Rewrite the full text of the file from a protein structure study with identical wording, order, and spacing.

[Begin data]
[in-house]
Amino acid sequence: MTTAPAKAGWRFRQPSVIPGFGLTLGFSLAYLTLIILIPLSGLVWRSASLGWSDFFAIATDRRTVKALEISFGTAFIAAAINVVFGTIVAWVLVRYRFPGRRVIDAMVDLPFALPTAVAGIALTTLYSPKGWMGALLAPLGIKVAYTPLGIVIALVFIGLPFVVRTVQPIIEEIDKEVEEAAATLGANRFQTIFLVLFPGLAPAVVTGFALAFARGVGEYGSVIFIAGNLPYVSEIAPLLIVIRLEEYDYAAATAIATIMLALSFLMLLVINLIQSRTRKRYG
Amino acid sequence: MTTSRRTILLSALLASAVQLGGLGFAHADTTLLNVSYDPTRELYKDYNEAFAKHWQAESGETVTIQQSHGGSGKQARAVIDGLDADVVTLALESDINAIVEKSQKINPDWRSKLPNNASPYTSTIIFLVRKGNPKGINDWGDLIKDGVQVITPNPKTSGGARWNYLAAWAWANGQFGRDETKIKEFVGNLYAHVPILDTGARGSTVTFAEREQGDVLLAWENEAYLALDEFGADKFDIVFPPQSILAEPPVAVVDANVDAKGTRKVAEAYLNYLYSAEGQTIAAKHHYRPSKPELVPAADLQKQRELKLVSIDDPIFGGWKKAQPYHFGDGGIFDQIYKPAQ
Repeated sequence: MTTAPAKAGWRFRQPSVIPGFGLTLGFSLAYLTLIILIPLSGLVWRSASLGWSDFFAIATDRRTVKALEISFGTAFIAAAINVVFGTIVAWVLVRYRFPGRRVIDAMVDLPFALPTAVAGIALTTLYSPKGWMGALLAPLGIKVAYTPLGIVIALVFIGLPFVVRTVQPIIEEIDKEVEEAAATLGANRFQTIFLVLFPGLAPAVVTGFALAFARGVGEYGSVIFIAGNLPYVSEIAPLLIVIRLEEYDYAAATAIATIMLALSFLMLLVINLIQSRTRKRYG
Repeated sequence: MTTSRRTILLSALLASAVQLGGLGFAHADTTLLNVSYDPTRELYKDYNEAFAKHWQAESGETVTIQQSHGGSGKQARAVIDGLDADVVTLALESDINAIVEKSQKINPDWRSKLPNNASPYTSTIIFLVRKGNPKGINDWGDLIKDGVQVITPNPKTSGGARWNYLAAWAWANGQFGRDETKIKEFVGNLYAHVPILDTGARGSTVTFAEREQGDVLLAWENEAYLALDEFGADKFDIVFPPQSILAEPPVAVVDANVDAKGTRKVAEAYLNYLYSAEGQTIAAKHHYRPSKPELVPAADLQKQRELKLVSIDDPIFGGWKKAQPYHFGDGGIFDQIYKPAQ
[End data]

[in-house]
Amino acid sequence: MTTAPAKAGWRFRQPSVIPGFGLTLGFSLAYLTLIILIPLSGLVWRSASLGWSDFFAIATDRRTVKALEISFGTAFIAAAINVVFGTIVAWVLVRYRFPGRRVIDAMVDLPFALPTAVAGIALTTLYSPKGWMGALLAPLGIKVAYTPLGIVIALVFIGLPFVVRTVQPIIEEIDKEVEEAAATLGANRFQTIFLVLFPGLAPAVVTGFALAFARGVGEYGSVIFIAGNLPYVSEIAPLLIVIRLEEYDYAAATAIATIMLALSFLMLLVINLIQSRTRKRYG
Amino acid sequence: MTTSRRTILLSALLASAVQLGGLGFAHADTTLLNVSYDPTRELYKDYNEAFAKHWQAESGETVTIQQSHGGSGKQARAVIDGLDADVVTLALESDINAIVEKSQKINPDWRSKLPNNASPYTSTIIFLVRKGNPKGINDWGDLIKDGVQVITPNPKTSGGARWNYLAAWAWANGQFGRDETKIKEFVGNLYAHVPILDTGARGSTVTFAEREQGDVLLAWENEAYLALDEFGADKFDIVFPPQSILAEPPVAVVDANVDAKGTRKVAEAYLNYLYSAEGQTIAAKHHYRPSKPELVPAADLQKQRELKLVSIDDPIFGGWKKAQPYHFGDGGIFDQIYKPAQ
Repeated sequence: MTTAPAKAGWRFRQPSVIPGFGLTLGFSLAYLTLIILIPLSGLVWRSASLGWSDFFAIATDRRTVKALEISFGTAFIAAAINVVFGTIVAWVLVRYRFPGRRVIDAMVDLPFALPTAVAGIALTTLYSPKGWMGALLAPLGIKVAYTPLGIVIALVFIGLPFVVRTVQPIIEEIDKEVEEAAATLGANRFQTIFLVLFPGLAPAVVTGFALAFARGVGEYGSVIFIAGNLPYVSEIAPLLIVIRLEEYDYAAATAIATIMLALSFLMLLVINLIQSRTRKRYG
Repeated sequence: MTTSRRTILLSALLASAVQLGGLGFAHADTTLLNVSYDPTRELYKDYNEAFAKHWQAESGETVTIQQSHGGSGKQARAVIDGLDADVVTLALESDINAIVEKSQKINPDWRSKLPNNASPYTSTIIFLVRKGNPKGINDWGDLIKDGVQVITPNPKTSGGARWNYLAAWAWANGQFGRDETKIKEFVGNLYAHVPILDTGARGSTVTFAEREQGDVLLAWENEAYLALDEFGADKFDIVFPPQSILAEPPVAVVDANVDAKGTRKVAEAYLNYLYSAEGQTIAAKHHYRPSKPELVPAADLQKQRELKLVSIDDPIFGGWKKAQPYHFGDGGIFDQIYKPAQ